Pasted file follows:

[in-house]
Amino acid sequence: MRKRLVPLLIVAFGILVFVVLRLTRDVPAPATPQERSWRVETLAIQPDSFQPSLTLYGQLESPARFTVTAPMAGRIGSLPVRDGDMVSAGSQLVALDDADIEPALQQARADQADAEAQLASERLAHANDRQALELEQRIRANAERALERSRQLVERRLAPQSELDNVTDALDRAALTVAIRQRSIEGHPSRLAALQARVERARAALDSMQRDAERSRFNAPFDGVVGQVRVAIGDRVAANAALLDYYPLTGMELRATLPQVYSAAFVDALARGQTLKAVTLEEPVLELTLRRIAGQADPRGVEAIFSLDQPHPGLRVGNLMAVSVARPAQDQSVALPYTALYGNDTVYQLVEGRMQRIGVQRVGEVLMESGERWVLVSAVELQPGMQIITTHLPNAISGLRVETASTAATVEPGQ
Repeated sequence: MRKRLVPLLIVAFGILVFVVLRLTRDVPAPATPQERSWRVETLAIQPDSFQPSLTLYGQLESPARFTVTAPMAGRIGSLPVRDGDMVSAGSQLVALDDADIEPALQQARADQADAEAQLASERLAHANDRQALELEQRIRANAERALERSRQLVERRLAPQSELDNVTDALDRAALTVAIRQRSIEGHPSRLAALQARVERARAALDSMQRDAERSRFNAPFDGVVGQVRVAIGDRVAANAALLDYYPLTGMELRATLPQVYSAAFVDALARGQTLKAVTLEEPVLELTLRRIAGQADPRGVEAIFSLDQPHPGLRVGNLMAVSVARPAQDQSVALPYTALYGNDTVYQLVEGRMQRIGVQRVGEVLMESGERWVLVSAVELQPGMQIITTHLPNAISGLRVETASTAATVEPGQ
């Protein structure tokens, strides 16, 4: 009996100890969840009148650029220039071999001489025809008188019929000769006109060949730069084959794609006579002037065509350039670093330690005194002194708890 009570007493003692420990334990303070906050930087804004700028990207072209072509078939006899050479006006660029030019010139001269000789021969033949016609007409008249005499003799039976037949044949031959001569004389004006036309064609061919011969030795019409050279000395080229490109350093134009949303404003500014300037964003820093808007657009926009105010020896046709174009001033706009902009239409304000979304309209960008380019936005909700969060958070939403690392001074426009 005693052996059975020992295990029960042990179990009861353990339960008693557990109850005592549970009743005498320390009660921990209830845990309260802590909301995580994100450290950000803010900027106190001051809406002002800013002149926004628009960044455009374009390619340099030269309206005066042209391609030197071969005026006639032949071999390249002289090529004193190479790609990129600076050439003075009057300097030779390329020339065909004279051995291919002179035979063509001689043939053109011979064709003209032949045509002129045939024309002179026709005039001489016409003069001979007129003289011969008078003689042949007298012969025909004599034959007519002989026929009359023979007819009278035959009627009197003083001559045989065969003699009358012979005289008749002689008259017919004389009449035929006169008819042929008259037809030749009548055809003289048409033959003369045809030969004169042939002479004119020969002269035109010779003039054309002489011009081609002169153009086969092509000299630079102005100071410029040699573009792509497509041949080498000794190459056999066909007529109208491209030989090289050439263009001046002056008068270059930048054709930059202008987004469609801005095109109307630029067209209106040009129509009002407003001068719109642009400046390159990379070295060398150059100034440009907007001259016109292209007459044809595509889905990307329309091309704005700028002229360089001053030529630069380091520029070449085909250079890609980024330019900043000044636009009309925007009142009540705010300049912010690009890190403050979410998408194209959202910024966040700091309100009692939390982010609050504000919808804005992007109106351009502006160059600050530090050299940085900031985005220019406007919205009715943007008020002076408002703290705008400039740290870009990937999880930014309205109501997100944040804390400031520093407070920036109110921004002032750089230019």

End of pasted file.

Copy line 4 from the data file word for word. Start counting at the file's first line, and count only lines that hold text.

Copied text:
């Protein structure tokens, strides 16, 4: 009996100890969840009148650029220039071999001489025809008188019929000769006109060949730069084959794609006579002037065509350039670093330690005194002194708890 009570007493003692420990334990303070906050930087804004700028990207072209072509078939006899050479006006660029030019010139001269000789021969033949016609007409008249005499003799039976037949044949031959001569004389004006036309064609061919011969030795019409050279000395080229490109350093134009949303404003500014300037964003820093808007657009926009105010020896046709174009001033706009902009239409304000979304309209960008380019936005909700969060958070939403690392001074426009 005693052996059975020992295990029960042990179990009861353990339960008693557990109850005592549970009743005498320390009660921990209830845990309260802590909301995580994100450290950000803010900027106190001051809406002002800013002149926004628009960044455009374009390619340099030269309206005066042209391609030197071969005026006639032949071999390249002289090529004193190479790609990129600076050439003075009057300097030779390329020339065909004279051995291919002179035979063509001689043939053109011979064709003209032949045509002129045939024309002179026709005039001489016409003069001979007129003289011969008078003689042949007298012969025909004599034959007519002989026929009359023979007819009278035959009627009197003083001559045989065969003699009358012979005289008749002689008259017919004389009449035929006169008819042929008259037809030749009548055809003289048409033959003369045809030969004169042939002479004119020969002269035109010779003039054309002489011009081609002169153009086969092509000299630079102005100071410029040699573009792509497509041949080498000794190459056999066909007529109208491209030989090289050439263009001046002056008068270059930048054709930059202008987004469609801005095109109307630029067209209106040009129509009002407003001068719109642009400046390159990379070295060398150059100034440009907007001259016109292209007459044809595509889905990307329309091309704005700028002229360089001053030529630069380091520029070449085909250079890609980024330019900043000044636009009309925007009142009540705010300049912010690009890190403050979410998408194209959202910024966040700091309100009692939390982010609050504000919808804005992007109106351009502006160059600050530090050299940085900031985005220019406007919205009715943007008020002076408002703290705008400039740290870009990937999880930014309205109501997100944040804390400031520093407070920036109110921004002032750089230019």